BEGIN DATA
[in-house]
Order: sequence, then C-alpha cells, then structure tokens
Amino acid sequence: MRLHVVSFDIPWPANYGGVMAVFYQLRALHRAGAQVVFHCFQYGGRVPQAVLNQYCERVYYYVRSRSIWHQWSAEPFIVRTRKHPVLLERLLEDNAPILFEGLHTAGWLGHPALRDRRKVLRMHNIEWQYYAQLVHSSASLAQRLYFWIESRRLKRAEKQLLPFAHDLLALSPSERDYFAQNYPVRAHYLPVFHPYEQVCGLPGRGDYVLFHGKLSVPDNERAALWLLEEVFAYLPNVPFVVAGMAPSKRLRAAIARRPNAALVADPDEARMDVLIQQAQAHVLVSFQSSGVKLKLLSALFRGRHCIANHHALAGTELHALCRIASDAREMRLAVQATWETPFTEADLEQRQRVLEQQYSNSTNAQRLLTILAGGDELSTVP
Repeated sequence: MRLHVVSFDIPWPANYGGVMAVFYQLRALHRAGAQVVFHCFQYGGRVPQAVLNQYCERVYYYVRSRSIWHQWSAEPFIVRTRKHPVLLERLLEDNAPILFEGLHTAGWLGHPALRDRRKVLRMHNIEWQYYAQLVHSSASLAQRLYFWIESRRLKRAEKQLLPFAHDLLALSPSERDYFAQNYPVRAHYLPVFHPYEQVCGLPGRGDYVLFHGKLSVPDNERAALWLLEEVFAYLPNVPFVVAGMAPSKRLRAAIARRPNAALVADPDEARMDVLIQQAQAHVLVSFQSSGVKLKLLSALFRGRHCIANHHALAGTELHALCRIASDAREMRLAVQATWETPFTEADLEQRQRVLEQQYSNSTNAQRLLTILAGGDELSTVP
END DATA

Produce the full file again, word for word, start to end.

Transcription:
[in-house]
Order: sequence, then C-alpha cells, then structure tokens
Amino acid sequence: MRLHVVSFDIPWPANYGGVMAVFYQLRALHRAGAQVVFHCFQYGGRVPQAVLNQYCERVYYYVRSRSIWHQWSAEPFIVRTRKHPVLLERLLEDNAPILFEGLHTAGWLGHPALRDRRKVLRMHNIEWQYYAQLVHSSASLAQRLYFWIESRRLKRAEKQLLPFAHDLLALSPSERDYFAQNYPVRAHYLPVFHPYEQVCGLPGRGDYVLFHGKLSVPDNERAALWLLEEVFAYLPNVPFVVAGMAPSKRLRAAIARRPNAALVADPDEARMDVLIQQAQAHVLVSFQSSGVKLKLLSALFRGRHCIANHHALAGTELHALCRIASDAREMRLAVQATWETPFTEADLEQRQRVLEQQYSNSTNAQRLLTILAGGDELSTVP
Repeated sequence: MRLHVVSFDIPWPANYGGVMAVFYQLRALHRAGAQVVFHCFQYGGRVPQAVLNQYCERVYYYVRSRSIWHQWSAEPFIVRTRKHPVLLERLLEDNAPILFEGLHTAGWLGHPALRDRRKVLRMHNIEWQYYAQLVHSSASLAQRLYFWIESRRLKRAEKQLLPFAHDLLALSPSERDYFAQNYPVRAHYLPVFHPYEQVCGLPGRGDYVLFHGKLSVPDNERAALWLLEEVFAYLPNVPFVVAGMAPSKRLRAAIARRPNAALVADPDEARMDVLIQQAQAHVLVSFQSSGVKLKLLSALFRGRHCIANHHALAGTELHALCRIASDAREMRLAVQATWETPFTEADLEQRQRVLEQQYSNSTNAQRLLTILAGGDELSTVP